HBO’s The Last of Us series is nearing the end of its first season. So far, each episode leaves takes audiences on an emotional roller coaster with some intense scenes that keep you on the edge of your seats while some that just leave you heart-broken and thankful we’re not living in a post-apocalyptic world. The Last of Us continues that trend as latest episode, “Kin,” journeys even deeper into Joel and Ellie’s character development.
At first, audiences who are not familiar with the Playstation video game that the series is adapted from, may think this is just another zombie-type show. A large part of it does carry one the same themes like dystopian civilizations, the infected, and other dangerous humans, but the creators added some more layers to the show. It’s storytelling and character-driven elements helps the series break away from any comparisons to other post-apocalyptic shows like The Walking Dead. Yes, TWD does have character development, but The Last of Us seems to center more around the trauma of loss and grief, and the human connection that’s more than just about strength in numbers.
With episodes 3 and 6 of The Last of Us, fans experienced powerful performances by Pedro Pascal (Joel), Bella Ramsey (Ellie), Nick Offerman (Bill), and Murray Bartlett (Frank). In episode 6, it’s Pascal’s Joel showing a different side of him. The vulnerable side. He’s still experiencing grief about the loss of his daughter, Sarah (Nico Parker). He’s also doubting himself about being able to keep Ellie safe.
Through flashbacks and dialogue, we see and know Joel lives life just moving around and surviving the apocalypse with no purpose or direction. In The Last of Us Episode 6, audiences finally see Joel with a flash of joy as he’s reunited with his brother Tommy (Gabriel Luna). An emotion we haven’t seen since before the infection. This probably felt like home to Joel.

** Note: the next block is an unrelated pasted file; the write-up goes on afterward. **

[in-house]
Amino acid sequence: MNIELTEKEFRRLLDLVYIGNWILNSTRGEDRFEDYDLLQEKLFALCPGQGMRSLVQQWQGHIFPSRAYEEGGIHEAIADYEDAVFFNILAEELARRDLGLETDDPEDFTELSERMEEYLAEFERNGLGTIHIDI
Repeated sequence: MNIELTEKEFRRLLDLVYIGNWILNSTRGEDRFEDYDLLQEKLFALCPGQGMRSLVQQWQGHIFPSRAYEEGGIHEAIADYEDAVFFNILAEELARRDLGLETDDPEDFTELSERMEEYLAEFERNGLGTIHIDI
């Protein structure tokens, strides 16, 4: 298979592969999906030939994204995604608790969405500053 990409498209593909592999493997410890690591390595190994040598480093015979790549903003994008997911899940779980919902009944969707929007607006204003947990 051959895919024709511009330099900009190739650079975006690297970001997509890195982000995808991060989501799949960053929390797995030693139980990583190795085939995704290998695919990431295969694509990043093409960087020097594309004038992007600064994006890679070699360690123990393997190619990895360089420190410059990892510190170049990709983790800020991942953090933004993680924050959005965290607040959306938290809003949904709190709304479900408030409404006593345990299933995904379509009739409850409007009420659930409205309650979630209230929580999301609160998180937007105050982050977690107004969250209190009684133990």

Though this left Joel with a sobering moment. His life hasn’t really gone anywhere in comparison to Tommy who has managed to live and move forward with a wife and with a baby a long the way. In this episode, it appears the emotional weight of what Joel as been carrying is starting to take a physical toll on his health.
Then the self-doubt kicks in. Now Joel is just shutting down and pushing everyone away. With the fear of not being able to protect Ellie, he entrusts Tommy to take Ellie to her destination. Tommy is reluctant in taking the request but Joel breaks down in tears and eventually convinces him. Joel’s vulnerability is another side of Pascal’s character we haven’t seen at all. We’ve only seen that tough, get-it-done personality. Almost like he had no weakness. That wasn’t the case in episode 6.
Unlike characters like Rick Grimes or Daryl Dixon of The Walking Dead, who audiences don’t really see has characters with vulnerability, Pascal’s Joel is more of a multi-dimensional and layered character that helps The Last of Us break away from what’s been done in the past. The way Joel’s masculinity on screen isn’t so stereotypical. Joel showing vulnerability and emotions are not weaknesses or flaws, but are more admirable and relatable.
Audiences can predict that Joel would actually not let Ellie leave without him. It just wouldn’t be The Last of Us. Seeing Joel at the horse stables pretending to be stealing a horse was another way of his character showing humility. Joel doesn’t quite outright admit he will miss Ellie, but the father/daughter bond between he and Ellie are really starting to become stronger and we’ve reached a point in the series where they will need each other more than ever.
Anytime audiences think this will be just another show about survival during an infectious outbreak, the creators find a way to throw in some more depth into the story with their cast — and to also pull on your heartstrings.
The Last of Us Episode 6, “Kin,” is now streaming on HBO Max.